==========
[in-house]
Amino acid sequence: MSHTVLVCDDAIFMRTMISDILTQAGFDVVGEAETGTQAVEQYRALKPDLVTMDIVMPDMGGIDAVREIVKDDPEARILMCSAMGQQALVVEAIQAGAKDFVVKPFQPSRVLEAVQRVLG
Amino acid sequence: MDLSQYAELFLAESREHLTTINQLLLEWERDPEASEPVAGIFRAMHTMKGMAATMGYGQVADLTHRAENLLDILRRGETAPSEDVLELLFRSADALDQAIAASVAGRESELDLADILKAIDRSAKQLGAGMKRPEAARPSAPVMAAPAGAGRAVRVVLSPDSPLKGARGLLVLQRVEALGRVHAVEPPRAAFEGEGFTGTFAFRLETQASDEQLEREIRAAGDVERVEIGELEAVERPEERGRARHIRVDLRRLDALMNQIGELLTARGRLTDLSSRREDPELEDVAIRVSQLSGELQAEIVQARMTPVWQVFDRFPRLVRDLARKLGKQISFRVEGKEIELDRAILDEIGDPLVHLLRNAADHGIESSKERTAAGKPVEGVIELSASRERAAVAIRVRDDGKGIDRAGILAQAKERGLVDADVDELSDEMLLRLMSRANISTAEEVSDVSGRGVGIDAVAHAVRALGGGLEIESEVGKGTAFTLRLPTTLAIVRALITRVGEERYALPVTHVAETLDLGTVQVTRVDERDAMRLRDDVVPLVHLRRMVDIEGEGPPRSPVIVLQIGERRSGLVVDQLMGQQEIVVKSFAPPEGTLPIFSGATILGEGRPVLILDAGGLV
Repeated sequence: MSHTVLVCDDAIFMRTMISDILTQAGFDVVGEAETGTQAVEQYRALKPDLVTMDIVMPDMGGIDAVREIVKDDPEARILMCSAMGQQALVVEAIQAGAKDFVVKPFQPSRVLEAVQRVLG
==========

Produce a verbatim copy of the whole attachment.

[in-house]
Amino acid sequence: MSHTVLVCDDAIFMRTMISDILTQAGFDVVGEAETGTQAVEQYRALKPDLVTMDIVMPDMGGIDAVREIVKDDPEARILMCSAMGQQALVVEAIQAGAKDFVVKPFQPSRVLEAVQRVLG
Amino acid sequence: MDLSQYAELFLAESREHLTTINQLLLEWERDPEASEPVAGIFRAMHTMKGMAATMGYGQVADLTHRAENLLDILRRGETAPSEDVLELLFRSADALDQAIAASVAGRESELDLADILKAIDRSAKQLGAGMKRPEAARPSAPVMAAPAGAGRAVRVVLSPDSPLKGARGLLVLQRVEALGRVHAVEPPRAAFEGEGFTGTFAFRLETQASDEQLEREIRAAGDVERVEIGELEAVERPEERGRARHIRVDLRRLDALMNQIGELLTARGRLTDLSSRREDPELEDVAIRVSQLSGELQAEIVQARMTPVWQVFDRFPRLVRDLARKLGKQISFRVEGKEIELDRAILDEIGDPLVHLLRNAADHGIESSKERTAAGKPVEGVIELSASRERAAVAIRVRDDGKGIDRAGILAQAKERGLVDADVDELSDEMLLRLMSRANISTAEEVSDVSGRGVGIDAVAHAVRALGGGLEIESEVGKGTAFTLRLPTTLAIVRALITRVGEERYALPVTHVAETLDLGTVQVTRVDERDAMRLRDDVVPLVHLRRMVDIEGEGPPRSPVIVLQIGERRSGLVVDQLMGQQEIVVKSFAPPEGTLPIFSGATILGEGRPVLILDAGGLV
Repeated sequence: MSHTVLVCDDAIFMRTMISDILTQAGFDVVGEAETGTQAVEQYRALKPDLVTMDIVMPDMGGIDAVREIVKDDPEARILMCSAMGQQALVVEAIQAGAKDFVVKPFQPSRVLEAVQRVLG